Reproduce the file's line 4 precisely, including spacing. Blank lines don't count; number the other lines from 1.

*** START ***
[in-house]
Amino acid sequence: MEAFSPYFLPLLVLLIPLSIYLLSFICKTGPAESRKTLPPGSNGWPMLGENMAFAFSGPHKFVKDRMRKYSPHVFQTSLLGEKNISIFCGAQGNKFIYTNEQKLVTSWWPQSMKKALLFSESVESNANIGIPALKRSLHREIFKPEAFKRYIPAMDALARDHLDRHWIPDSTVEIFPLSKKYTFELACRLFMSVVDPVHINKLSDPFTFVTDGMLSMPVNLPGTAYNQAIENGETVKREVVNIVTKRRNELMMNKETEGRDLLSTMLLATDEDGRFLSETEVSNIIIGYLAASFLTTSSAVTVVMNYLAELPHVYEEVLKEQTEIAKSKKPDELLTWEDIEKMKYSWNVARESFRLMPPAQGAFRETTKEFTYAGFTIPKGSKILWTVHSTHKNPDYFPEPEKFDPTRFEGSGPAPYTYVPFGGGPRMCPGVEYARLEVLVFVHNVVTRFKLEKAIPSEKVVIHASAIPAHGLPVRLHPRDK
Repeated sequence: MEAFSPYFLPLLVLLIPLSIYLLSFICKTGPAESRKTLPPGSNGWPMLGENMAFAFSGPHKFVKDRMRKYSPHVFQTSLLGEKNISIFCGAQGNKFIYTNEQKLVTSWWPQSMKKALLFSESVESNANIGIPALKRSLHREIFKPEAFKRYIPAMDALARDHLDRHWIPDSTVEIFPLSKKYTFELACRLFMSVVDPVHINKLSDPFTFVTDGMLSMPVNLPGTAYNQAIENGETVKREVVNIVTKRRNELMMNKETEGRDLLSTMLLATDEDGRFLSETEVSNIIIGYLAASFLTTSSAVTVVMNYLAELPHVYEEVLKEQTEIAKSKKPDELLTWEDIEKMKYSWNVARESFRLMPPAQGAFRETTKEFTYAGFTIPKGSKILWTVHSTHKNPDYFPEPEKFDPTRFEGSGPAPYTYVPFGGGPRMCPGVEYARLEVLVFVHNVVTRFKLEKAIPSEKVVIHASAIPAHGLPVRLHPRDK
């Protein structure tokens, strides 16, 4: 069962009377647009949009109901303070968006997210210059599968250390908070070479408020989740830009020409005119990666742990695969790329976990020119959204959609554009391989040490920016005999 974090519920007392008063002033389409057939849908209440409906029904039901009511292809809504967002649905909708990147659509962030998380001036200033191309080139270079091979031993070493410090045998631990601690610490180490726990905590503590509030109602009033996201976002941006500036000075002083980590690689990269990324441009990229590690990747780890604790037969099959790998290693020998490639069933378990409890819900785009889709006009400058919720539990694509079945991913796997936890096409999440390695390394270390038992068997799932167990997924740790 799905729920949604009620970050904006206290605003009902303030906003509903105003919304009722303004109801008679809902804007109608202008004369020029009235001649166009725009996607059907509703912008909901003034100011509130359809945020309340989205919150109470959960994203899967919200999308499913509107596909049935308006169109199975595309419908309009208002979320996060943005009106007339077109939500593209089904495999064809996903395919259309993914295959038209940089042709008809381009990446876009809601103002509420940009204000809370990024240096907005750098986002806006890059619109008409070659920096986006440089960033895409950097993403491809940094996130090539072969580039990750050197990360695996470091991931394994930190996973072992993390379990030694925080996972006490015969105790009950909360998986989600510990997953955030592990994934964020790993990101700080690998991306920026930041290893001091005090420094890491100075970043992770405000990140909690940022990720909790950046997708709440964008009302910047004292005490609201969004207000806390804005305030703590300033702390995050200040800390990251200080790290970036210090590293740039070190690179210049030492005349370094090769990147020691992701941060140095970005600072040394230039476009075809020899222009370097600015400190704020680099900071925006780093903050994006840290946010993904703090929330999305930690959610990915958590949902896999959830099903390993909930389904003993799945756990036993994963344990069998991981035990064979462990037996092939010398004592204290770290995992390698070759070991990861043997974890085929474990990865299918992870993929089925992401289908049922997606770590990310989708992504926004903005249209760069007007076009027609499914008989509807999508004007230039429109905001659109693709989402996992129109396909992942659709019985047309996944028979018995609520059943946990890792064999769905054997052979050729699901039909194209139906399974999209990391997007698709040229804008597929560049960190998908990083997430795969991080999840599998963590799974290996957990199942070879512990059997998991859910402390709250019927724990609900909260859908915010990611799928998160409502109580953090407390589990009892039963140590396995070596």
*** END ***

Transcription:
């Protein structure tokens, strides 16, 4: 069962009377647009949009109901303070968006997210210059599968250390908070070479408020989740830009020409005119990666742990695969790329976990020119959204959609554009391989040490920016005999 974090519920007392008063002033389409057939849908209440409906029904039901009511292809809504967002649905909708990147659509962030998380001036200033191309080139270079091979031993070493410090045998631990601690610490180490726990905590503590509030109602009033996201976002941006500036000075002083980590690689990269990324441009990229590690990747780890604790037969099959790998290693020998490639069933378990409890819900785009889709006009400058919720539990694509079945991913796997936890096409999440390695390394270390038992068997799932167990997924740790 799905729920949604009620970050904006206290605003009902303030906003509903105003919304009722303004109801008679809902804007109608202008004369020029009235001649166009725009996607059907509703912008909901003034100011509130359809945020309340989205919150109470959960994203899967919200999308499913509107596909049935308006169109199975595309419908309009208002979320996060943005009106007339077109939500593209089904495999064809996903395919259309993914295959038209940089042709008809381009990446876009809601103002509420940009204000809370990024240096907005750098986002806006890059619109008409070659920096986006440089960033895409950097993403491809940094996130090539072969580039990750050197990360695996470091991931394994930190996973072992993390379990030694925080996972006490015969105790009950909360998986989600510990997953955030592990994934964020790993990101700080690998991306920026930041290893001091005090420094890491100075970043992770405000990140909690940022990720909790950046997708709440964008009302910047004292005490609201969004207000806390804005305030703590300033702390995050200040800390990251200080790290970036210090590293740039070190690179210049030492005349370094090769990147020691992701941060140095970005600072040394230039476009075809020899222009370097600015400190704020680099900071925006780093903050994006840290946010993904703090929330999305930690959610990915958590949902896999959830099903390993909930389904003993799945756990036993994963344990069998991981035990064979462990037996092939010398004592204290770290995992390698070759070991990861043997974890085929474990990865299918992870993929089925992401289908049922997606770590990310989708992504926004903005249209760069007007076009027609499914008989509807999508004007230039429109905001659109693709989402996992129109396909992942659709019985047309996944028979018995609520059943946990890792064999769905054997052979050729699901039909194209139906399974999209990391997007698709040229804008597929560049960190998908990083997430795969991080999840599998963590799974290996957990199942070879512990059997998991859910402390709250019927724990609900909260859908915010990611799928998160409502109580953090407390589990009892039963140590396995070596």